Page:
Live to Play!

Blog

Phil Maturano / The Official website

IMG 0742

Phil Maturano on Crossing Cultures and Indian Drumming

As you may or may not know, in 2014 I had an extended stay in India. I was there doing concerts with some of the greatest players from that country and teaching western drumming at a music college. Being in India was truly a life changing experience. Although playing and teaching got me there, one of the main reasons I went was to further integrate Indian drumming into my own drumming. I have studied it in the US through the years and it’s always held an intense fascination for me. But this time, I really wanted to take it the next level to see what I could really do! So for those of you who are curious, I will outline what plan of action I took and how it changed my playing.

Drumming and traveling go hand in hand. In order to really get nice feel for a genre you might be trying to add to your repertoire, you have to experience the culture behind the genre. Become a part of it and let it wash over. Let it into your pores. You have to eat their food and dance with them to their music. If you haven’t done extensive traveling, going to India for a westerner can be a cultural shock! Personally, I thrive on being in different cultures and getting out of my comfort zone lifestyle wise. If you are like me travel will be amazing! I really think that once you are past a certain point technically on your instrument, the life of a musician, if you want to continually expand into world music, is the life of a field researcher or ethnomusicologist. As a major side-note to that, all the eating and dancing will be of little consequence if you don’t have the right teacher and information on your side.

The ABC’s of Indian drumming—Konokol (also spelled Konnakol)—takes a lifetime of learning. For jazz, especially for world music, Konokol phrasing can be a huge asset to your creativity. It can change your life in drumming. My main goal is always to slowly integrate that vocabulary into my own drumming on the kit, not to be a master tabla player in one year.

To play tabla takes a huge amount of practice just to get a great sound. So the first step in adapting the phrasing to the kit is absorbing that vocabulary, letting it wash over you and seeing what comes out. Of course, I sat in on Konokol classes and took some private lessons, learned about the different tabla and the differences between North and South Indian drumming. I also listened a lot, went to concerts and slowly adapted things onto the kit. But what I really focused on is that vocabulary.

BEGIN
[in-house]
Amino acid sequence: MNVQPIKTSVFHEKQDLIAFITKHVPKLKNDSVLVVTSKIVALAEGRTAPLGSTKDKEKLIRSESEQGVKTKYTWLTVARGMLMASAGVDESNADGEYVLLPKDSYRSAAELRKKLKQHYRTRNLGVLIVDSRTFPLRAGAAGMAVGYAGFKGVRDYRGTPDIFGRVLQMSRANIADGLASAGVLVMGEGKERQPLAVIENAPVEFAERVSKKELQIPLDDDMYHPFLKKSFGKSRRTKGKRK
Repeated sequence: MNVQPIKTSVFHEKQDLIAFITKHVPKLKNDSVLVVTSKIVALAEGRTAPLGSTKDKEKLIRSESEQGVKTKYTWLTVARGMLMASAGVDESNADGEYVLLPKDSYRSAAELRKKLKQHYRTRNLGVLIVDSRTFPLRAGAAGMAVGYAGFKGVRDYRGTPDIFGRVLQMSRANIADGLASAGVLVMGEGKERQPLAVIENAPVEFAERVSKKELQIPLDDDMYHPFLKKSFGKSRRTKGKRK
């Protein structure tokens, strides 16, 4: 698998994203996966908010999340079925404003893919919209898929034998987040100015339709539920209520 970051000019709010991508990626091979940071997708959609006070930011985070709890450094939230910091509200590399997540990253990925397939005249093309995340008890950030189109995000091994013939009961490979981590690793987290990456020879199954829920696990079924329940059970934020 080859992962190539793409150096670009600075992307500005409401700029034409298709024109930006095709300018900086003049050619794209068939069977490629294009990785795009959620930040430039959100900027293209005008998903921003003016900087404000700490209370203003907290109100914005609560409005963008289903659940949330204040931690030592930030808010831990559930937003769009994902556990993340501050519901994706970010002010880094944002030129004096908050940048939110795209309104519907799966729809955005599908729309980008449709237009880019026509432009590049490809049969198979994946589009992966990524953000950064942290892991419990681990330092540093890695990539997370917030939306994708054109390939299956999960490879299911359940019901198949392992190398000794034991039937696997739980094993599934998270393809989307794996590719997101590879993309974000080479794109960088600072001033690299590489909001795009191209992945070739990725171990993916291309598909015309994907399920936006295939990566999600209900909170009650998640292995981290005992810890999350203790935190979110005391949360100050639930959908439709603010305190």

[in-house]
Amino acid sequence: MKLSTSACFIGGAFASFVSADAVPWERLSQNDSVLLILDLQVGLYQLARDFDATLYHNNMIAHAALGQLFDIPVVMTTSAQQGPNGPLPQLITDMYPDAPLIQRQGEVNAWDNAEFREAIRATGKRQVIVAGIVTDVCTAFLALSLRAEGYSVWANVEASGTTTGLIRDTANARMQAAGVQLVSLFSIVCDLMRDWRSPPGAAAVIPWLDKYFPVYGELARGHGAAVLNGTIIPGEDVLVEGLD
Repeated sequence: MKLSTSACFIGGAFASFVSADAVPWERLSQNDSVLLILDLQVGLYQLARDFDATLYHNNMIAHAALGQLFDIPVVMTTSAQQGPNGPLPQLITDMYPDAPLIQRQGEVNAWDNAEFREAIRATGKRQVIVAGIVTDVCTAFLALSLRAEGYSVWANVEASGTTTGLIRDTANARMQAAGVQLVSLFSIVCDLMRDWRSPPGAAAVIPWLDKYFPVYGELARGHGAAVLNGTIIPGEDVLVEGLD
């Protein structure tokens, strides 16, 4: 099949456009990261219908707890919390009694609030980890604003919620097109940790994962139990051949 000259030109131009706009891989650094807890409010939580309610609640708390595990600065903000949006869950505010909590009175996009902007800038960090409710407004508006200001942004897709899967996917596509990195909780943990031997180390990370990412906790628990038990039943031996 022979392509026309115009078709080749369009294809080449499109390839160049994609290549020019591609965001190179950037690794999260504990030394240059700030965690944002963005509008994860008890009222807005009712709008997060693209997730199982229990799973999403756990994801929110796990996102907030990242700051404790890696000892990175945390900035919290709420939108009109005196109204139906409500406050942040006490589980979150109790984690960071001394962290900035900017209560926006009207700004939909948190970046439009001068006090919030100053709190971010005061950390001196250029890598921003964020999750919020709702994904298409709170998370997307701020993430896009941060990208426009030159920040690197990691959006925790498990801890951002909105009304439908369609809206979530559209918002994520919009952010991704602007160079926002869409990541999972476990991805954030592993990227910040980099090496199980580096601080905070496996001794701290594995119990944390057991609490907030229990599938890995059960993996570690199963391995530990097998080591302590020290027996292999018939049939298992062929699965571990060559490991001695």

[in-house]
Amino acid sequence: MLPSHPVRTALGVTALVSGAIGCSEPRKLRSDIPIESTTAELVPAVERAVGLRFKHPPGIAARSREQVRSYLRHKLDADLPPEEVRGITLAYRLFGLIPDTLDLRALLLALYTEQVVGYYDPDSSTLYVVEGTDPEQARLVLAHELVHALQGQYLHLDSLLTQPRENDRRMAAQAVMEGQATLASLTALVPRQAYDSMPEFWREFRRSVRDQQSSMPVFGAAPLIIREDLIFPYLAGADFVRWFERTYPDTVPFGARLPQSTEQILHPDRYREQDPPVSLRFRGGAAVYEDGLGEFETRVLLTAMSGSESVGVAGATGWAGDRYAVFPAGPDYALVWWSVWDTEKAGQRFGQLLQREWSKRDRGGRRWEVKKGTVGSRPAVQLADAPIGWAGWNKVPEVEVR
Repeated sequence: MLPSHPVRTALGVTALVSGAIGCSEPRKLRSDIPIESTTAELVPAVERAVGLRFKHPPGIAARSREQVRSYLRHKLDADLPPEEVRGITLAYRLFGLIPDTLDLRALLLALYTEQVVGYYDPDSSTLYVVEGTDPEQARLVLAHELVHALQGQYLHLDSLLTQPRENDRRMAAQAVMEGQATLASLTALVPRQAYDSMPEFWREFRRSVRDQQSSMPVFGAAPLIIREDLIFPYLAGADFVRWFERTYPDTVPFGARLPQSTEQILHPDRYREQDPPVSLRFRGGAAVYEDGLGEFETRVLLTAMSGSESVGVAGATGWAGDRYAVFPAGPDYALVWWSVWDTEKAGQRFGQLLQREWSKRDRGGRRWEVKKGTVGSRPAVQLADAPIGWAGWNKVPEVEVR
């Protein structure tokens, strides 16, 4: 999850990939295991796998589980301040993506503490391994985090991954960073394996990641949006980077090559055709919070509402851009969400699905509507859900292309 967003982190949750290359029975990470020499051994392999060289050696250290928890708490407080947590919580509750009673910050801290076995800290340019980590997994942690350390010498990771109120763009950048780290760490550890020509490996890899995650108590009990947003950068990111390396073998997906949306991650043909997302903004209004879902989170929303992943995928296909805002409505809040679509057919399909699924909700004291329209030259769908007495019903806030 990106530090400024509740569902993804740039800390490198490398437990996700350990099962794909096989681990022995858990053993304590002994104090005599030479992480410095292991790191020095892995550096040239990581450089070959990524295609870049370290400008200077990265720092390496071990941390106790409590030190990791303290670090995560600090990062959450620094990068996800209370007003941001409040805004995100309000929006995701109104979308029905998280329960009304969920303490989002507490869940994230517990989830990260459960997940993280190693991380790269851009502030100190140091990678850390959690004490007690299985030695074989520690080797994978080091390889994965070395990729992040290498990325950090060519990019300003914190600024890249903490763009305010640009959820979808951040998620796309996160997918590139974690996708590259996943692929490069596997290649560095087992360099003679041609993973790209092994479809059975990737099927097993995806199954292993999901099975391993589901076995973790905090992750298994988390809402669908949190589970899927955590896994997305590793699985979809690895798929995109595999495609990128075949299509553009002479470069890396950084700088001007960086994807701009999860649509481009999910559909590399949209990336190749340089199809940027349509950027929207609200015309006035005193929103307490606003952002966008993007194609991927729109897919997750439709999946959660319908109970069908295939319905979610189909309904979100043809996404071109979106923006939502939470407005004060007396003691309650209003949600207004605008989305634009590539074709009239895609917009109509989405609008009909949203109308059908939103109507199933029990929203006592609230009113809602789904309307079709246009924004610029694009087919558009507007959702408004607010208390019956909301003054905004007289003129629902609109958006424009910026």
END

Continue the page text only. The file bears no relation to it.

After teaching classes I sat in a practice room and went to work. I applied my western drumming knowledge, experience with African descent music, and independence to the phrasing of Indian music so that in the end I could have my own voice with it. Working out ideas using rudiments and using any phrasing possibilities I could come up with. I wanted enough knowledge so that I could function and expand.

It took a little under a year of hard work. I did take lots of notes and recorded myself playing the ideas. The results of all this work you can now hear on my new CD and all the notes I took are now reflected in my new phrasing system “Paradiddles and the Magic Sticking.” Sounds like a children’s sci-fi book, right? That’s okay; I wanted a title that might be intriguing and not intimidating. All the stuff I was hearing in my head is now in these series of videos and the booklet that is on my membership site. (The booklet is in PDF format and it’s pretty massive). I am very happy that I spent all that time in India because it really changed my playing. And I grew tremendously as a person. That stuff to me is immeasurable in value.

Apart from the simple passion I have for Indian music, this mixture of vocabulary I have, Indian, African and Western, I believe, has created a more unique voice for me, more unique than ever. The key to it all is to apply it in a musical way, not to sound like exercises inserted wherever you want to do a fill. That goes without saying in any system. But with Indian phrasing, in particular, the temptation to recite Konokol over anything and everything is strong. So you have to pay particular attention to musicality to not sound mechanical. One of the great advantages in this study is that your rhythmic ability becomes very highly developed. And as I like to say, “Rhythm is our house!” Studying in India, a rhythmic mecca and using a system like Konakol truly takes things to a whole other level.

 

PS…on my Facebook music page you can see many of the lessons I took while out there. Enjoy

https://www.facebook.com/PhilMaturano